Page last updated at 17:19 GMT, Monday, 30 March 2009 18:19 UK
Final phase in Indian election

The world's largest exercise in democracy, India's general election, will take weeks to complete and involve hundreds of millions of voters. BBC News explains the process.

When is the vote and who is involved?

People walk past shop selling politcal party flags in Mumbai, 2 March 2009
People walk past shop selling political party flags

For logistical reasons, polling to elect a new Lok Sabha (lower house) will be staggered over five dates: 16 April, 23 April, 30 April, 7 May and 13 May.

Voting in some states will take place over several stages.

Counting is due on 16 May.

Some 714 million voters are eligible to cast ballots, with almost four million officials taking part.

How is the vote organised?

The Election Commission had to negotiate a long list of potential obstacles when scheduling the poll: it took school exams, holidays, festivals, the harvest and even the monsoon into account.

Eligible voters: 714 million
Polling centres: 828,804
Voting days: 16, 23, 30 April; 7, 13 May
Vote counting: 16 May
Leading candidates: Manmohan Singh (Congress), LK Advani (BJP), Mayawati ("Third front")

The organisational challenge of the polling is huge. There are 828,804 polling centres, including one in Gujarat's Gir lion sanctuary for a single voter.

Many new centres have been set up to reduce the time voters have to travel, often across hills and rivers.

There will be extensive security measures in the state of Jammu and Kashmir, where separatist militants have been operating for almost two decades.

Electronic vote counting, introduced in 2004, will be used for a second time.

Photo electoral rolls will be used for the first time on a national level to help voter identification and help prevent fraud.

Many Indians are illiterate, and identify parties by their symbols.

Who is competing?

There are two main coalitions competing for power: the United Progressive Alliance (UPA), which has been in government for the past five years, and the opposition National Democratic Alliance (NDA).

The UPA is led by the Congress party, which dominated Indian politics for a long time before a decline, while the NDA is led by the Hindu nationalist Bharatiya Janata Party (BJP).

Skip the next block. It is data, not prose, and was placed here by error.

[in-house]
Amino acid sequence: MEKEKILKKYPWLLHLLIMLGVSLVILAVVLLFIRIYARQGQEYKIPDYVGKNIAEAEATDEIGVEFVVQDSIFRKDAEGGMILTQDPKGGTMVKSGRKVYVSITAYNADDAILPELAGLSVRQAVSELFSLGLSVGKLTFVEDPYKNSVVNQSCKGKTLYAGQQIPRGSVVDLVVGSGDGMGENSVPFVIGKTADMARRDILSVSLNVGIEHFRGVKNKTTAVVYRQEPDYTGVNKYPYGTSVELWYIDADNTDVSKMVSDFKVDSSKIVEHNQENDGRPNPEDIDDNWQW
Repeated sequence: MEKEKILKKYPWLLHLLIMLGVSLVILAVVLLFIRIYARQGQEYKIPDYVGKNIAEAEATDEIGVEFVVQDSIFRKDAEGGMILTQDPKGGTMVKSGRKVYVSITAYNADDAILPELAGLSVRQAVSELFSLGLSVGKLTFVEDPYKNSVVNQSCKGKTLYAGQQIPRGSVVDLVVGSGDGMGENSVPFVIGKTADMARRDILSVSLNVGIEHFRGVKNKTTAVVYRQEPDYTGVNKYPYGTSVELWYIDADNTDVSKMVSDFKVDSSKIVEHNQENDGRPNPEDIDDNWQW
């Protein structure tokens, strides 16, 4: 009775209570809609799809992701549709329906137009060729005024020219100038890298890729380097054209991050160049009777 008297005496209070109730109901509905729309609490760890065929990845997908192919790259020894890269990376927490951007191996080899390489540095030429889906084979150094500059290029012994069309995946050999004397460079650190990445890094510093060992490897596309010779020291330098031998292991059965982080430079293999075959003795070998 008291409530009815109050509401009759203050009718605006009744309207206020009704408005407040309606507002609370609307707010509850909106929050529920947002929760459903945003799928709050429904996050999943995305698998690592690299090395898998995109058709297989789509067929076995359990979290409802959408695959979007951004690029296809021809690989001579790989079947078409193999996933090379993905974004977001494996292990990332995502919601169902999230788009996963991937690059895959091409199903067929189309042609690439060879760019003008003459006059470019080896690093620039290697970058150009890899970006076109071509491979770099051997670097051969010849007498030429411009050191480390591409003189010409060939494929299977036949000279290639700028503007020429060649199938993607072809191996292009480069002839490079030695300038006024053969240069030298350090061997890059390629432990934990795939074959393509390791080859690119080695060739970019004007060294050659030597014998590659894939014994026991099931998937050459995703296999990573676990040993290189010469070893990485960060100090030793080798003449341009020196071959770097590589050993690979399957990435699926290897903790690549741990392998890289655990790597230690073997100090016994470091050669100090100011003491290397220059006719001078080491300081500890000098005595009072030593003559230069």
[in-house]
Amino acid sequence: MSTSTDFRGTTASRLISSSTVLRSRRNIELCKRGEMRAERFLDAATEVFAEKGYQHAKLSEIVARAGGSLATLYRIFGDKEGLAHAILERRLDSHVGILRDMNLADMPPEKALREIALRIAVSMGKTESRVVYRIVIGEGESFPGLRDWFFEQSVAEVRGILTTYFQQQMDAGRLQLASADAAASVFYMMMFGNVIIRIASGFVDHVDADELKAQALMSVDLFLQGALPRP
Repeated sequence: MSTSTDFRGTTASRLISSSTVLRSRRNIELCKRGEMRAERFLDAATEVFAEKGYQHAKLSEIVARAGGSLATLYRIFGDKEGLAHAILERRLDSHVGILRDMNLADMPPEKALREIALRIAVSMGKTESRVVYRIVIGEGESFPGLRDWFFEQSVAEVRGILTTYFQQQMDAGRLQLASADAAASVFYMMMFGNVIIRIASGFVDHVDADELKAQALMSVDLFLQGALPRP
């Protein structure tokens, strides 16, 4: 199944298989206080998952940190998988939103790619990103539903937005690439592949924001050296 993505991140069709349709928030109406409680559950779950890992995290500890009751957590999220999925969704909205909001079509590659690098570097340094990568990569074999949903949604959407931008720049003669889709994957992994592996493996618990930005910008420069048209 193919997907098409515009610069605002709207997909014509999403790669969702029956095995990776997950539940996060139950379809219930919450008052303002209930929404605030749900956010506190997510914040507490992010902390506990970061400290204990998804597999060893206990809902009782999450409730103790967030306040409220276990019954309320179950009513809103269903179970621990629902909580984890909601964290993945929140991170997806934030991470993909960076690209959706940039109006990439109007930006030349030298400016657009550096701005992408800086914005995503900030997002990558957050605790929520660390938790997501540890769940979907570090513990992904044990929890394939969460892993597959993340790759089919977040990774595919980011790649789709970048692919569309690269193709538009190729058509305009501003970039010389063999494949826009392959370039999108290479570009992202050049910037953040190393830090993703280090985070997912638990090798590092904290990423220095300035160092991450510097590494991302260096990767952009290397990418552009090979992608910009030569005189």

But the main parties are coming under pressure from an alliance of left-wing and regional parties who have united to form a "third front". It could coalesce around the Dalit chief minister of Uttar Pradesh, Mayawati.

What are the issues?

Voters will be casting judgement on Congress's policies over the past five years, including a $2.2bn (£1.6bn) rural employment guarantee programme, arguably the world's biggest such scheme, and a landmark right to information law.

Technicians check voting machines in Ahmadabad, March 2009
Electronic vote counting will be used for the second time

Congress will point to rapid economic growth during its tenure and its investment in social policies and the country's power infrastructure. But growth has been hit over the past year, with job losses and rising costs likely to weigh on voters' minds.

The BJP/NDA has focused on India's internal security situation in the aftermath of the November 2008 Mumbai (Bombay) attacks, claiming the government has been ineffectual in cracking down on terrorism.

The opposition has also criticised Congress for what it says are slow and ham-handed economic reforms, while claiming that Prime Minister Manmohan Singh is ineffectual and under the thumb of Congress head Sonia Gandhi.

What are the possible outcomes?

The increasing fragmentation of Indian politics and rising power of regional parties has caused problems for both the Congress- and BJP-led coalitions.

Neither has been looking especially strong in the run up to the elections, observers say, and both have been scrambling to bolster their positions through regional alliances.

If the two main coalitions fail to win a clear majority, regional and leftist parties could play a crucial role. The third front could try to form a government itself.

Large scale boundary changes since the last elections contribute to the difficulty of predicting the outcome.

Will the vote be free and fair?

India has a long track record in organising peaceful and orderly elections on a massive scale.

Voter intimidation and vote buying have decreased dramatically in the past decade.

The build-up to this year's poll has also been marked by a row at the Election Commission, where election chief N Gopalaswami accused his colleague Navin Chawla of pro-Congress "bias" and recommended his removal.

Mr Chawla has denied the charge and refused to quit.

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